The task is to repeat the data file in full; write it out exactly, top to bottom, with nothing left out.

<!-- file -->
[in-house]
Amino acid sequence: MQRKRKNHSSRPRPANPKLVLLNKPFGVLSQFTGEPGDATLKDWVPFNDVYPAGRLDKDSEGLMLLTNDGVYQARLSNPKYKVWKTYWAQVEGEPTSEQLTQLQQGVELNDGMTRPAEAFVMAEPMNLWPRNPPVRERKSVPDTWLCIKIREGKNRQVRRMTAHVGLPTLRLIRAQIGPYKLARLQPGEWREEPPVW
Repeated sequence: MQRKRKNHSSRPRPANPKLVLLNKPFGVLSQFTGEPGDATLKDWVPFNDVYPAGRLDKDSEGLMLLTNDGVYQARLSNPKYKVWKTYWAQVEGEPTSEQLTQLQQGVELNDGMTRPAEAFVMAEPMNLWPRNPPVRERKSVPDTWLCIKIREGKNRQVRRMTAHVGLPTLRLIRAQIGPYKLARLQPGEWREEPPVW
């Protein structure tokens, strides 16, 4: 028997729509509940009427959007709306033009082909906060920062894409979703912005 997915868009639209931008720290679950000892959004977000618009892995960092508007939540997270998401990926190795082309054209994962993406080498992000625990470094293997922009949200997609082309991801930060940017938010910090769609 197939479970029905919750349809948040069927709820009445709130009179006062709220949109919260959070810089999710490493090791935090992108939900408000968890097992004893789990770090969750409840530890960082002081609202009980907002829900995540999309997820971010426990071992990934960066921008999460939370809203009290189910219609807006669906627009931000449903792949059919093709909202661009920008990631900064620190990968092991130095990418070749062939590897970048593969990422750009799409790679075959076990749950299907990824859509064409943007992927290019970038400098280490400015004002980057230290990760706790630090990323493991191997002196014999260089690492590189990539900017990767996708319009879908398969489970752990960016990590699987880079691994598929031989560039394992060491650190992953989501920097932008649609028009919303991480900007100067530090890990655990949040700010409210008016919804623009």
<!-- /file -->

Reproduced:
[in-house]
Amino acid sequence: MQRKRKNHSSRPRPANPKLVLLNKPFGVLSQFTGEPGDATLKDWVPFNDVYPAGRLDKDSEGLMLLTNDGVYQARLSNPKYKVWKTYWAQVEGEPTSEQLTQLQQGVELNDGMTRPAEAFVMAEPMNLWPRNPPVRERKSVPDTWLCIKIREGKNRQVRRMTAHVGLPTLRLIRAQIGPYKLARLQPGEWREEPPVW
Repeated sequence: MQRKRKNHSSRPRPANPKLVLLNKPFGVLSQFTGEPGDATLKDWVPFNDVYPAGRLDKDSEGLMLLTNDGVYQARLSNPKYKVWKTYWAQVEGEPTSEQLTQLQQGVELNDGMTRPAEAFVMAEPMNLWPRNPPVRERKSVPDTWLCIKIREGKNRQVRRMTAHVGLPTLRLIRAQIGPYKLARLQPGEWREEPPVW
């Protein structure tokens, strides 16, 4: 028997729509509940009427959007709306033009082909906060920062894409979703912005 997915868009639209931008720290679950000892959004977000618009892995960092508007939540997270998401990926190795082309054209994962993406080498992000625990470094293997922009949200997609082309991801930060940017938010910090769609 197939479970029905919750349809948040069927709820009445709130009179006062709220949109919260959070810089999710490493090791935090992108939900408000968890097992004893789990770090969750409840530890960082002081609202009980907002829900995540999309997820971010426990071992990934960066921008999460939370809203009290189910219609807006669906627009931000449903792949059919093709909202661009920008990631900064620190990968092991130095990418070749062939590897970048593969990422750009799409790679075959076990749950299907990824859509064409943007992927290019970038400098280490400015004002980057230290990760706790630090990323493991191997002196014999260089690492590189990539900017990767996708319009879908398969489970752990960016990590699987880079691994598929031989560039394992060491650190992953989501920097932008649609028009919303991480900007100067530090890990655990949040700010409210008016919804623009």